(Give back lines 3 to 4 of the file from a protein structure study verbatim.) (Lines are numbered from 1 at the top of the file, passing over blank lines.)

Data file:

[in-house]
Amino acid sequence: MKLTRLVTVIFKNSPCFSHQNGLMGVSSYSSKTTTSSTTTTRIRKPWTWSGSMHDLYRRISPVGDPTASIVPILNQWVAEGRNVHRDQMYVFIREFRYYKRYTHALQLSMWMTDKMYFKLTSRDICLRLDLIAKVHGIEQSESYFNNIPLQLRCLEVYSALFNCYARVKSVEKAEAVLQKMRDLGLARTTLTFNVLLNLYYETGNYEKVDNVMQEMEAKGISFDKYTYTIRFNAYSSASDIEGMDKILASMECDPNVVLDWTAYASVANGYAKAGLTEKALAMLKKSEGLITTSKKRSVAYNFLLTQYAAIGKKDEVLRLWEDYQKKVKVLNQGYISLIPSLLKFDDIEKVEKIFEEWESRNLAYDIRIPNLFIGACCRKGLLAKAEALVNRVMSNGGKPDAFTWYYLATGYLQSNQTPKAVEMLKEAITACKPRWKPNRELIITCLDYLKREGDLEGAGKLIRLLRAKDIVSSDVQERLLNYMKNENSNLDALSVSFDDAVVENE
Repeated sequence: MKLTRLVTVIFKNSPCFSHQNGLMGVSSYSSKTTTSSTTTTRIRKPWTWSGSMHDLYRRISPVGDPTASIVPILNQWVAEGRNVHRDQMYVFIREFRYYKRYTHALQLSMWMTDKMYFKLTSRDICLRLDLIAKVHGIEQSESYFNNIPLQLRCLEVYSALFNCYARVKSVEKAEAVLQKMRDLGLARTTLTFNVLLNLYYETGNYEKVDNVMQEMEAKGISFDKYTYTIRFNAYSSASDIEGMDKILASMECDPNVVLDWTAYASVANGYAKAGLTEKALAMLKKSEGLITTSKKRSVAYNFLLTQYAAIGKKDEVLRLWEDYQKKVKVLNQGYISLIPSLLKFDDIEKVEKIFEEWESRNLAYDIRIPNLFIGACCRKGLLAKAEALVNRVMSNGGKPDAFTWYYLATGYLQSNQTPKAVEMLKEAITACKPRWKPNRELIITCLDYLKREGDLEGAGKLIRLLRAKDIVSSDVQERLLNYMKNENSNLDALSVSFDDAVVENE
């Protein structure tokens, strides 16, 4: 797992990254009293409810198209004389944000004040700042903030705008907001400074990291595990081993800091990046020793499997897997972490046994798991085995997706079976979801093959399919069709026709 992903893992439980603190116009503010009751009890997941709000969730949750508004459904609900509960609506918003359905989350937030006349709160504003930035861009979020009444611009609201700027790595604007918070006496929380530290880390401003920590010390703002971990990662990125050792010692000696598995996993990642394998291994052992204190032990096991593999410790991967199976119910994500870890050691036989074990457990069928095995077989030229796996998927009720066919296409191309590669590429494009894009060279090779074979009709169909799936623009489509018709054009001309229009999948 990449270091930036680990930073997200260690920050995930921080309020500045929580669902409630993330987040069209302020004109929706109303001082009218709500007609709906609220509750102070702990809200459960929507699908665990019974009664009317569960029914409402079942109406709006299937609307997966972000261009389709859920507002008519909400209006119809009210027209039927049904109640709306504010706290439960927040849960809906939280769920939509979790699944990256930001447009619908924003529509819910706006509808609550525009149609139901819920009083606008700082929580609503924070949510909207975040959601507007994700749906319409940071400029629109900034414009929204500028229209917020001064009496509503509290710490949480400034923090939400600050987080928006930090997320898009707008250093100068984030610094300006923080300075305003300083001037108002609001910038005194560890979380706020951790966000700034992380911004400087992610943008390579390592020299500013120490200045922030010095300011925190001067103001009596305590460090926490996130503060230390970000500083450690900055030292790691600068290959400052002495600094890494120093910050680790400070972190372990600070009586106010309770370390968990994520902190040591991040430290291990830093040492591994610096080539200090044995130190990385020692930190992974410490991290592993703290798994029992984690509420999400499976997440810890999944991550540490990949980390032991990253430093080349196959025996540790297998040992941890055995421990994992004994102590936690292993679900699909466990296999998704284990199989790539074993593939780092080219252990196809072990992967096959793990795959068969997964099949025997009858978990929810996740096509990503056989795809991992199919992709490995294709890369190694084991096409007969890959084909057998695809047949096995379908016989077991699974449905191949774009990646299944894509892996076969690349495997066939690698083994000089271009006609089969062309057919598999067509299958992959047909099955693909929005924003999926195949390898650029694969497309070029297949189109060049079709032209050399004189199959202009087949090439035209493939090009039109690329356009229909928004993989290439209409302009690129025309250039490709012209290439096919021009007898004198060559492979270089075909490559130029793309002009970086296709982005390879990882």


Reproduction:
Repeated sequence: MKLTRLVTVIFKNSPCFSHQNGLMGVSSYSSKTTTSSTTTTRIRKPWTWSGSMHDLYRRISPVGDPTASIVPILNQWVAEGRNVHRDQMYVFIREFRYYKRYTHALQLSMWMTDKMYFKLTSRDICLRLDLIAKVHGIEQSESYFNNIPLQLRCLEVYSALFNCYARVKSVEKAEAVLQKMRDLGLARTTLTFNVLLNLYYETGNYEKVDNVMQEMEAKGISFDKYTYTIRFNAYSSASDIEGMDKILASMECDPNVVLDWTAYASVANGYAKAGLTEKALAMLKKSEGLITTSKKRSVAYNFLLTQYAAIGKKDEVLRLWEDYQKKVKVLNQGYISLIPSLLKFDDIEKVEKIFEEWESRNLAYDIRIPNLFIGACCRKGLLAKAEALVNRVMSNGGKPDAFTWYYLATGYLQSNQTPKAVEMLKEAITACKPRWKPNRELIITCLDYLKREGDLEGAGKLIRLLRAKDIVSSDVQERLLNYMKNENSNLDALSVSFDDAVVENE
């Protein structure tokens, strides 16, 4: 797992990254009293409810198209004389944000004040700042903030705008907001400074990291595990081993800091990046020793499997897997972490046994798991085995997706079976979801093959399919069709026709 992903893992439980603190116009503010009751009890997941709000969730949750508004459904609900509960609506918003359905989350937030006349709160504003930035861009979020009444611009609201700027790595604007918070006496929380530290880390401003920590010390703002971990990662990125050792010692000696598995996993990642394998291994052992204190032990096991593999410790991967199976119910994500870890050691036989074990457990069928095995077989030229796996998927009720066919296409191309590669590429494009894009060279090779074979009709169909799936623009489509018709054009001309229009999948 990449270091930036680990930073997200260690920050995930921080309020500045929580669902409630993330987040069209302020004109929706109303001082009218709500007609709906609220509750102070702990809200459960929507699908665990019974009664009317569960029914409402079942109406709006299937609307997966972000261009389709859920507002008519909400209006119809009210027209039927049904109640709306504010706290439960927040849960809906939280769920939509979790699944990256930001447009619908924003529509819910706006509808609550525009149609139901819920009083606008700082929580609503924070949510909207975040959601507007994700749906319409940071400029629109900034414009929204500028229209917020001064009496509503509290710490949480400034923090939400600050987080928006930090997320898009707008250093100068984030610094300006923080300075305003300083001037108002609001910038005194560890979380706020951790966000700034992380911004400087992610943008390579390592020299500013120490200045922030010095300011925190001067103001009596305590460090926490996130503060230390970000500083450690900055030292790691600068290959400052002495600094890494120093910050680790400070972190372990600070009586106010309770370390968990994520902190040591991040430290291990830093040492591994610096080539200090044995130190990385020692930190992974410490991290592993703290798994029992984690509420999400499976997440810890999944991550540490990949980390032991990253430093080349196959025996540790297998040992941890055995421990994992004994102590936690292993679900699909466990296999998704284990199989790539074993593939780092080219252990196809072990992967096959793990795959068969997964099949025997009858978990929810996740096509990503056989795809991992199919992709490995294709890369190694084991096409007969890959084909057998695809047949096995379908016989077991699974449905191949774009990646299944894509892996076969690349495997066939690698083994000089271009006609089969062309057919598999067509299958992959047909099955693909929005924003999926195949390898650029694969497309070029297949189109060049079709032209050399004189199959202009087949090439035209493939090009039109690329356009229909928004993989290439209409302009690129025309250039490709012209290439096919021009007898004198060559492979270089075909490559130029793309002009970086296709982005390879990882």